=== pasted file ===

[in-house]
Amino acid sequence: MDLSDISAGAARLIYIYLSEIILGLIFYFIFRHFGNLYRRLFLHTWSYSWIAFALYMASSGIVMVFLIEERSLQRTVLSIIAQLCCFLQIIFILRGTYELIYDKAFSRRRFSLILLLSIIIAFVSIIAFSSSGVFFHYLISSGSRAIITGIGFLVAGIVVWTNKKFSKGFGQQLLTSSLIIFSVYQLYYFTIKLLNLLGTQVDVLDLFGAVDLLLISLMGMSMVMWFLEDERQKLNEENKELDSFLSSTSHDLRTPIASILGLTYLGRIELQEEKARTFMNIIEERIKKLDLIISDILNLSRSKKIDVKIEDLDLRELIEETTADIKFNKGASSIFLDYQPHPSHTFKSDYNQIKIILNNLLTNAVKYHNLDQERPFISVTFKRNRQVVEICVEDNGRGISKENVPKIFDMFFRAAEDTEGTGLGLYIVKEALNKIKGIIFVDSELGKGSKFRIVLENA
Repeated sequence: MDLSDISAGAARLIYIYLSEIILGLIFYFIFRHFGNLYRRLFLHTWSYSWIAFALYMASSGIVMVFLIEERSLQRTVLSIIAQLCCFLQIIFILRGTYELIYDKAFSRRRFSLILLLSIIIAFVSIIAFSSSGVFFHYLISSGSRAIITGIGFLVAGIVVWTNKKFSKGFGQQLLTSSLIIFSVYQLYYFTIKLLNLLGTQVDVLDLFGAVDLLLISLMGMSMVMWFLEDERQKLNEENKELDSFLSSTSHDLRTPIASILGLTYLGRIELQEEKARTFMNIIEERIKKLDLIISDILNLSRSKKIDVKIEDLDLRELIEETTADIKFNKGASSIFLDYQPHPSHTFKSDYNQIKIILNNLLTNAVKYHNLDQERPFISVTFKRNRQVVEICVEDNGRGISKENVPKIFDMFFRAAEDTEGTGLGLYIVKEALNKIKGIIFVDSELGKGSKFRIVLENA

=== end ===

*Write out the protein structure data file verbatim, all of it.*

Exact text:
[in-house]
Amino acid sequence: MDLSDISAGAARLIYIYLSEIILGLIFYFIFRHFGNLYRRLFLHTWSYSWIAFALYMASSGIVMVFLIEERSLQRTVLSIIAQLCCFLQIIFILRGTYELIYDKAFSRRRFSLILLLSIIIAFVSIIAFSSSGVFFHYLISSGSRAIITGIGFLVAGIVVWTNKKFSKGFGQQLLTSSLIIFSVYQLYYFTIKLLNLLGTQVDVLDLFGAVDLLLISLMGMSMVMWFLEDERQKLNEENKELDSFLSSTSHDLRTPIASILGLTYLGRIELQEEKARTFMNIIEERIKKLDLIISDILNLSRSKKIDVKIEDLDLRELIEETTADIKFNKGASSIFLDYQPHPSHTFKSDYNQIKIILNNLLTNAVKYHNLDQERPFISVTFKRNRQVVEICVEDNGRGISKENVPKIFDMFFRAAEDTEGTGLGLYIVKEALNKIKGIIFVDSELGKGSKFRIVLENA
Repeated sequence: MDLSDISAGAARLIYIYLSEIILGLIFYFIFRHFGNLYRRLFLHTWSYSWIAFALYMASSGIVMVFLIEERSLQRTVLSIIAQLCCFLQIIFILRGTYELIYDKAFSRRRFSLILLLSIIIAFVSIIAFSSSGVFFHYLISSGSRAIITGIGFLVAGIVVWTNKKFSKGFGQQLLTSSLIIFSVYQLYYFTIKLLNLLGTQVDVLDLFGAVDLLLISLMGMSMVMWFLEDERQKLNEENKELDSFLSSTSHDLRTPIASILGLTYLGRIELQEEKARTFMNIIEERIKKLDLIISDILNLSRSKKIDVKIEDLDLRELIEETTADIKFNKGASSIFLDYQPHPSHTFKSDYNQIKIILNNLLTNAVKYHNLDQERPFISVTFKRNRQVVEICVEDNGRGISKENVPKIFDMFFRAAEDTEGTGLGLYIVKEALNKIKGIIFVDSELGKGSKFRIVLENA